Striking photo of newborn's umbilical cord forms the word "love"
Find out the beautiful symbolism behind this stunning image that is capturing the hearts of mums around the world...
It's no surprise that this breathtakingly beautiful picture is stunning the Internet these days. The photo, which shows how a newborn's umbilical cord forms the word love, was snapped by photographer Emma Jean Nolan of Emma Jean Photography just an hour and a half after little Harper Hoani Spies was born on January 2 in his mother's home.
But this is so much more than clever photography. This picture is symbolic of the rich culture of the Maori -- the indigenous Polynesian people of New Zealand.
The Maori respect the earth as they do natural processes like birth. As such, a component of their ancient birth rite involves honouring the placenta.
Umbilical cord forms the word love, internet explodes with emotion
Emma, who lives in Brisbane, Australia and is also a midwife, explains in a Facebook post:
"As a Maori baby his placenta will now be returned to the land. The word 'whenua' relates to the placenta and to the land.
"Whenua (placenta) is returned to the whenua (land) with the pito (umbilical cord) the link between the newborn and papatuanuku(mother earth).
"With this affinity established, each individual fulfils the role of curator, for papatuanuku (mother earth), which remains life long."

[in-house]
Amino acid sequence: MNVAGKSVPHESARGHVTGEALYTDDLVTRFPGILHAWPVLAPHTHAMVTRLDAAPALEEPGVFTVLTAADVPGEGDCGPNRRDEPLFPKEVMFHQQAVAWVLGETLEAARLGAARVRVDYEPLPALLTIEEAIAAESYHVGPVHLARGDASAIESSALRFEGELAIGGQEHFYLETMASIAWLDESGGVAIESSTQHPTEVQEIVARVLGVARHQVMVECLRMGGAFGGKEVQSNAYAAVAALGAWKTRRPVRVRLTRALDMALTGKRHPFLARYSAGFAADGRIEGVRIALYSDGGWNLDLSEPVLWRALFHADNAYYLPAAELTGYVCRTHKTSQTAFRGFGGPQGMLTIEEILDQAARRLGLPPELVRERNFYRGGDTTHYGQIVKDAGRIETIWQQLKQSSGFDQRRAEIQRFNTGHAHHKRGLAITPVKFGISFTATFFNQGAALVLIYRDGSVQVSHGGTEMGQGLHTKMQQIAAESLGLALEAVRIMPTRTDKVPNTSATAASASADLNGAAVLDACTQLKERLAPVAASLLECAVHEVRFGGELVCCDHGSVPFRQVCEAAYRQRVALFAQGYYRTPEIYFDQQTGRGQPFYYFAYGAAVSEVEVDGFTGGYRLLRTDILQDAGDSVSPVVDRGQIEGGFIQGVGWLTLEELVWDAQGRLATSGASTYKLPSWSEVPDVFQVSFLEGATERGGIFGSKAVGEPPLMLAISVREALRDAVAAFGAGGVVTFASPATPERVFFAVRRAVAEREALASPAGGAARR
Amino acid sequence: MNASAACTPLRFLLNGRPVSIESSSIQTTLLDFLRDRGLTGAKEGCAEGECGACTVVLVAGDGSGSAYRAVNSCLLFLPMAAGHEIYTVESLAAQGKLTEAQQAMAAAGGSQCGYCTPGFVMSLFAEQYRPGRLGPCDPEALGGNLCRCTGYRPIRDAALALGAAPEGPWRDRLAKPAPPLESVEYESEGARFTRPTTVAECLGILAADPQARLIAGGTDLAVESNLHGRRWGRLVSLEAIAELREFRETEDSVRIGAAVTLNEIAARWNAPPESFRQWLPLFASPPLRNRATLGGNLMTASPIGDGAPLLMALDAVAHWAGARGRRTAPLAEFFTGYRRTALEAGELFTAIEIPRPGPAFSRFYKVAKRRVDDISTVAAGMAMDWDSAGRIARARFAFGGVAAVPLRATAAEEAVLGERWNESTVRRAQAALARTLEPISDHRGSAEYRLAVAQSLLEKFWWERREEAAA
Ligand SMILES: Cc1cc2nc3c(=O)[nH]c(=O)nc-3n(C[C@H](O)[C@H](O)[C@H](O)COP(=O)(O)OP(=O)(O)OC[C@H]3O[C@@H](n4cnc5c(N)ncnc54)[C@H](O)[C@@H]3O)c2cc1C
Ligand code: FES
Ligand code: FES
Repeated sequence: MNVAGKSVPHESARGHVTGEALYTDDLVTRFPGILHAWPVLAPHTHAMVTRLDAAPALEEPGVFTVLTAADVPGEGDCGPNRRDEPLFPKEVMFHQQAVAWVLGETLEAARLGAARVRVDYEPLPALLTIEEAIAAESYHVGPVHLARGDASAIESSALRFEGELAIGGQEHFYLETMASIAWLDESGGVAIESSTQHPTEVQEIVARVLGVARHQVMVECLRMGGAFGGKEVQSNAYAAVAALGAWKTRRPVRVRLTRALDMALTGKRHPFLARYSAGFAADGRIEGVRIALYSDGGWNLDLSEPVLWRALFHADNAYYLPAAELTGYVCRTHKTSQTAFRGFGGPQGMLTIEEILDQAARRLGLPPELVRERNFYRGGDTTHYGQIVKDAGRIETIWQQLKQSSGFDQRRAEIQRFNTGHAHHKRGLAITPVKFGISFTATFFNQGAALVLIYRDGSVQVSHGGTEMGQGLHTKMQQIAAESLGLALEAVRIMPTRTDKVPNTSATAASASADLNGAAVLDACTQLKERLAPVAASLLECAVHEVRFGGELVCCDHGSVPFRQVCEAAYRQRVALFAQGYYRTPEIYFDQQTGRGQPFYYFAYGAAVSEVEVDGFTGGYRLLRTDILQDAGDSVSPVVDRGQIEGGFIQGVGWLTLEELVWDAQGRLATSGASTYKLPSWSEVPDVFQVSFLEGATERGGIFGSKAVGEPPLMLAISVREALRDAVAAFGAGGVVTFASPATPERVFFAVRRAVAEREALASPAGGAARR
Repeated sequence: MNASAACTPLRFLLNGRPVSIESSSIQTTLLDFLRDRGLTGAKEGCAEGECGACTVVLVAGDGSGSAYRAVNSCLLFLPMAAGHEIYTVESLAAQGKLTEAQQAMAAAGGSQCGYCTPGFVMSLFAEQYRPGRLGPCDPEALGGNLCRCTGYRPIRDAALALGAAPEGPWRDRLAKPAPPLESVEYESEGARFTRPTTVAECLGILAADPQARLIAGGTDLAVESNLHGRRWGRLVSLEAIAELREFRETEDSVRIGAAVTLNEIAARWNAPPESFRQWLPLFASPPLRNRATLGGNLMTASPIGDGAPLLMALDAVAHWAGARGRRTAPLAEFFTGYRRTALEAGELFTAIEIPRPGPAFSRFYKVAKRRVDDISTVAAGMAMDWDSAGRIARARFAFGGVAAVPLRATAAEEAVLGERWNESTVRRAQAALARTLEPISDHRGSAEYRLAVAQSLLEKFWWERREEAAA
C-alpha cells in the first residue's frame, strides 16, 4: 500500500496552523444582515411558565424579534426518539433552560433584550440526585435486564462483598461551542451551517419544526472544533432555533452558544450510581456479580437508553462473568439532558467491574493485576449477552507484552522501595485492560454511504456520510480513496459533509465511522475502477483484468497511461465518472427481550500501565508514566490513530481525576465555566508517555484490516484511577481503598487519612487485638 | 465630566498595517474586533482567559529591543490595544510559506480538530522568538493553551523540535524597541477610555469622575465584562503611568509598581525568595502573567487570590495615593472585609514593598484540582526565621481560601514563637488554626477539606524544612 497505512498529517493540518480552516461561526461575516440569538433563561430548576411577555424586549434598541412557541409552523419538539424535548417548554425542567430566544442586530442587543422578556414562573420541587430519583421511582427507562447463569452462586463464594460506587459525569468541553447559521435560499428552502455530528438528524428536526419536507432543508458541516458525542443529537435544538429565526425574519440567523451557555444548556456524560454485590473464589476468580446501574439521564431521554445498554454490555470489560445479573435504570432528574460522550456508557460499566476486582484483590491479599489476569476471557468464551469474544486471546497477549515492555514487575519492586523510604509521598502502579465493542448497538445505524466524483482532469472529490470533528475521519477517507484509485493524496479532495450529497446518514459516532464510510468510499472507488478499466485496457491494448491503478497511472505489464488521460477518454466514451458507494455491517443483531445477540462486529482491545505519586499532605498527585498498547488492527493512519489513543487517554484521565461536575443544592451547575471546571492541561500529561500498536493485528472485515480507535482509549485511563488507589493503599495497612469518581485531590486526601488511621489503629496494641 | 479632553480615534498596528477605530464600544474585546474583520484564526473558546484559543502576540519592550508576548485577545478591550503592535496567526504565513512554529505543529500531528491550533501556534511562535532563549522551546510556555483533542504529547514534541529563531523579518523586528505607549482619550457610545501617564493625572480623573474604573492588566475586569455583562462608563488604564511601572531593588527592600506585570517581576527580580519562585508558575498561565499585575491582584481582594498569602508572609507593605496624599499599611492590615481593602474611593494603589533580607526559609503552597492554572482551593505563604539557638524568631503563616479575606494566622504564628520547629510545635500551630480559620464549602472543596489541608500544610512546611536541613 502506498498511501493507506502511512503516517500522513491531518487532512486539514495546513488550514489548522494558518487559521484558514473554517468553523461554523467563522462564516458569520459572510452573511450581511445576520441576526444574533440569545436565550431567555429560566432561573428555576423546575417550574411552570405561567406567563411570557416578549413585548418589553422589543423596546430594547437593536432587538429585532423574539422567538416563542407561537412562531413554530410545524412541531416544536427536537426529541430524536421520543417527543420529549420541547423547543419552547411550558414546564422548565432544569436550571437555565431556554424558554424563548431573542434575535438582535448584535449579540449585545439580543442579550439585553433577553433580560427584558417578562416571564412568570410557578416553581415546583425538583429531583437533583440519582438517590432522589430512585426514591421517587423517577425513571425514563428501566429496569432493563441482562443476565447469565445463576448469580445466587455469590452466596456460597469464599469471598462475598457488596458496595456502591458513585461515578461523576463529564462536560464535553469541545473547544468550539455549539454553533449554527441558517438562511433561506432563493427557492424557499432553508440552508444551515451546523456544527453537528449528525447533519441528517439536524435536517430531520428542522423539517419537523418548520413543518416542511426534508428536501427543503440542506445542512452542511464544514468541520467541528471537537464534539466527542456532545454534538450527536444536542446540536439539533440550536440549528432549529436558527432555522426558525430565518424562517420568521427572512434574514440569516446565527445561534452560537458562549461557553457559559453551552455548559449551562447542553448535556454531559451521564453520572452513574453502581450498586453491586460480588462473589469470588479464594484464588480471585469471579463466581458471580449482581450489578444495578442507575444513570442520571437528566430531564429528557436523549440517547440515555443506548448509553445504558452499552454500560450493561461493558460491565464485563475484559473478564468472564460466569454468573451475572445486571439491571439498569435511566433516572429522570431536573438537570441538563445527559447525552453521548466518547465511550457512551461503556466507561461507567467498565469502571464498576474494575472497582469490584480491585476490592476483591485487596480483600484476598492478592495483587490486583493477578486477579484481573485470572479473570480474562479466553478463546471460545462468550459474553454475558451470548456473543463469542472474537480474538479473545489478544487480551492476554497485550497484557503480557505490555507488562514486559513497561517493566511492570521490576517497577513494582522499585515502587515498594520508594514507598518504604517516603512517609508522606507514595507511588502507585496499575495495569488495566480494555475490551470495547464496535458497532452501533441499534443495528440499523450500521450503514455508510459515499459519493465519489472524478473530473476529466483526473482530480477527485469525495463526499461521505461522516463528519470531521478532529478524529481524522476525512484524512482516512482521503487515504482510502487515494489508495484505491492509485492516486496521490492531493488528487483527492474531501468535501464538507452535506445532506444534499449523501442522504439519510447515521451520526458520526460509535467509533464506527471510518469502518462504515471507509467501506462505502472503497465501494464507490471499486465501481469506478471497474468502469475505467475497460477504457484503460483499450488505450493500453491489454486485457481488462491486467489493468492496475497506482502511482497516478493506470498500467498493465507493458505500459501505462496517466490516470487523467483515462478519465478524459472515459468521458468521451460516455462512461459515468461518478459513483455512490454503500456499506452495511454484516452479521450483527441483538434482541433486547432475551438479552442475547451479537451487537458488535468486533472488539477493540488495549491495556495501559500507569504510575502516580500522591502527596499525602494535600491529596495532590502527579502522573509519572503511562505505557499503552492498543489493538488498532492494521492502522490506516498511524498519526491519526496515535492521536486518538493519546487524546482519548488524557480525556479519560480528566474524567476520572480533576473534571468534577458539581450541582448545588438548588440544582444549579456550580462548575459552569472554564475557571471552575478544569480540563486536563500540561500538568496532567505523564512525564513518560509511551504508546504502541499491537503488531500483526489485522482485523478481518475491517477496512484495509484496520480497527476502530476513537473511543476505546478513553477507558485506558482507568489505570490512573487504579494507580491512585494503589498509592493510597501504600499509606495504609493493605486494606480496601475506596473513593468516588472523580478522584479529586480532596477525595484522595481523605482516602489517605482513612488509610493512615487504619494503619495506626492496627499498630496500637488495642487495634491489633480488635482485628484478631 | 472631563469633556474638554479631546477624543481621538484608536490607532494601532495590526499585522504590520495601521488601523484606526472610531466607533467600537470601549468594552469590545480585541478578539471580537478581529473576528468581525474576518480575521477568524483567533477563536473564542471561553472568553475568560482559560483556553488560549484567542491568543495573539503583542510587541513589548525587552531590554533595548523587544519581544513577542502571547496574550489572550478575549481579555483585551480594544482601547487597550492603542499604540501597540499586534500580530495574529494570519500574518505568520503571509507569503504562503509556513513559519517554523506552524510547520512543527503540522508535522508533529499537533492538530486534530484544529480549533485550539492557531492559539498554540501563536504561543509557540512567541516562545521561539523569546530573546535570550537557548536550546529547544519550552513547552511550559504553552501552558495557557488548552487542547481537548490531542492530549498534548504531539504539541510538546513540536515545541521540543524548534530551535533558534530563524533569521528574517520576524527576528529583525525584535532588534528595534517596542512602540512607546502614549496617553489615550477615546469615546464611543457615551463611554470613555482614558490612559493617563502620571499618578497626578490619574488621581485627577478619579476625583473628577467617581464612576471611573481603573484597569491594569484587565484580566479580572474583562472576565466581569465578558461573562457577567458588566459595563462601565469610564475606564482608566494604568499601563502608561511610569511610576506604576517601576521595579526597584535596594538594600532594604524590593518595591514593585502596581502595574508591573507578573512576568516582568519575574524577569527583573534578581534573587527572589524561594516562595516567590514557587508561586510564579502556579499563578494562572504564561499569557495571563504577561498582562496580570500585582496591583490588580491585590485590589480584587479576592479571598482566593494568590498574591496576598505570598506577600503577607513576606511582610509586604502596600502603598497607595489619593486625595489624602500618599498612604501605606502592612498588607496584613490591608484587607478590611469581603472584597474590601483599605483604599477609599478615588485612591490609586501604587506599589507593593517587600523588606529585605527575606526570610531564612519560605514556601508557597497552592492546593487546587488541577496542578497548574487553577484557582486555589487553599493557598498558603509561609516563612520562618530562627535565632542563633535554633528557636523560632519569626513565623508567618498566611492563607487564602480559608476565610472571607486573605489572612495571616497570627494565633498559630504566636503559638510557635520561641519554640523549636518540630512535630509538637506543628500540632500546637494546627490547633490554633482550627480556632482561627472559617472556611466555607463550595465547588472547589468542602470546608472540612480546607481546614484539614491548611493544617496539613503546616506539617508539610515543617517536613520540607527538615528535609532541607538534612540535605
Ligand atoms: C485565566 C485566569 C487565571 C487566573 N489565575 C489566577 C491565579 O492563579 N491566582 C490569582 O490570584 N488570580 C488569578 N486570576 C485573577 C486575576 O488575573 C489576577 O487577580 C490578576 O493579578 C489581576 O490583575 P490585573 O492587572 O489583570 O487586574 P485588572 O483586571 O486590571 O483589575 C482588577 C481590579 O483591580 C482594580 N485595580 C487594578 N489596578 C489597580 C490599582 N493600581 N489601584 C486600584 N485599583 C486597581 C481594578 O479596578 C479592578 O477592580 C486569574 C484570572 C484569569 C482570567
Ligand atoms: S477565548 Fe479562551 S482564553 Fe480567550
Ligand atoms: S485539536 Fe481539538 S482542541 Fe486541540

She also said she wanted to take this image of Harper to show people what a physiological birth really looks like, as most have not seen a baby still connected to their placenta.
Further, "it [the placenta] is generally discarded, ignored and considered disgusting. However without the placenta none of us would be here.
"In a time when we are so disconnected from ourselves, our history and each other, the response to this image clearly shows that we all still crave a connection."
Emma's post has drawn comments from mothers all around the world, who have also revealed how they chose to celebrate birth.
One mum said she buried her son's placenta on her great-grandmother's grave to signify the close relationship they had when she was alive. Another Tongan mum said all of her children's and grandchildren's placenta's are buried at her house.
In Asia, many women understand the power of the placenta and choose to ingest it in the form of freeze-dried capsules.
As Emma asks, how did you honour your placenta? Tell us in a comment below.